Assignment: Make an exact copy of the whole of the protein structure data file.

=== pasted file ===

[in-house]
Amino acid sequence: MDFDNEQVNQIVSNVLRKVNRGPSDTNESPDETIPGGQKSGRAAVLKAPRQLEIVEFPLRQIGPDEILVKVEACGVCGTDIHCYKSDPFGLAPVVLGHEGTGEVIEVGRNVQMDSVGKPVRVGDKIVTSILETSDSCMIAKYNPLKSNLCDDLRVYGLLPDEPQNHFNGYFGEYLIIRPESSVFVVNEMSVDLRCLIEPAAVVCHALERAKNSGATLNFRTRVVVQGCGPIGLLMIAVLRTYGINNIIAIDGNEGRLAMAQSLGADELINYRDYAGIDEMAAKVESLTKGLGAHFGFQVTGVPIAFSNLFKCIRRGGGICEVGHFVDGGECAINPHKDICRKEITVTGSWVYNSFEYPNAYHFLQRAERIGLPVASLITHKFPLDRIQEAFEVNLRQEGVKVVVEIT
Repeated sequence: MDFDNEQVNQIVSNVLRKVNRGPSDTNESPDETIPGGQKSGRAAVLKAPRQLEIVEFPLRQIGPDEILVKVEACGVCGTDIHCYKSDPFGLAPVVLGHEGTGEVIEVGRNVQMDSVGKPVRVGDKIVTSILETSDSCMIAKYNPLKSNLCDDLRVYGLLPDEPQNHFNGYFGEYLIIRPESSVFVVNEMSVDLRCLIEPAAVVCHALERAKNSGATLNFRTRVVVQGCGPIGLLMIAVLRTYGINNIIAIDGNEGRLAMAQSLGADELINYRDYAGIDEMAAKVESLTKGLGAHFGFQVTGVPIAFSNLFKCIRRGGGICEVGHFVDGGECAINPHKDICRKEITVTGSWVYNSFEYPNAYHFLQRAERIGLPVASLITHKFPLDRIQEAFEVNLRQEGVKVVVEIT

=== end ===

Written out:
[in-house]
Amino acid sequence: MDFDNEQVNQIVSNVLRKVNRGPSDTNESPDETIPGGQKSGRAAVLKAPRQLEIVEFPLRQIGPDEILVKVEACGVCGTDIHCYKSDPFGLAPVVLGHEGTGEVIEVGRNVQMDSVGKPVRVGDKIVTSILETSDSCMIAKYNPLKSNLCDDLRVYGLLPDEPQNHFNGYFGEYLIIRPESSVFVVNEMSVDLRCLIEPAAVVCHALERAKNSGATLNFRTRVVVQGCGPIGLLMIAVLRTYGINNIIAIDGNEGRLAMAQSLGADELINYRDYAGIDEMAAKVESLTKGLGAHFGFQVTGVPIAFSNLFKCIRRGGGICEVGHFVDGGECAINPHKDICRKEITVTGSWVYNSFEYPNAYHFLQRAERIGLPVASLITHKFPLDRIQEAFEVNLRQEGVKVVVEIT
Repeated sequence: MDFDNEQVNQIVSNVLRKVNRGPSDTNESPDETIPGGQKSGRAAVLKAPRQLEIVEFPLRQIGPDEILVKVEACGVCGTDIHCYKSDPFGLAPVVLGHEGTGEVIEVGRNVQMDSVGKPVRVGDKIVTSILETSDSCMIAKYNPLKSNLCDDLRVYGLLPDEPQNHFNGYFGEYLIIRPESSVFVVNEMSVDLRCLIEPAAVVCHALERAKNSGATLNFRTRVVVQGCGPIGLLMIAVLRTYGINNIIAIDGNEGRLAMAQSLGADELINYRDYAGIDEMAAKVESLTKGLGAHFGFQVTGVPIAFSNLFKCIRRGGGICEVGHFVDGGECAINPHKDICRKEITVTGSWVYNSFEYPNAYHFLQRAERIGLPVASLITHKFPLDRIQEAFEVNLRQEGVKVVVEIT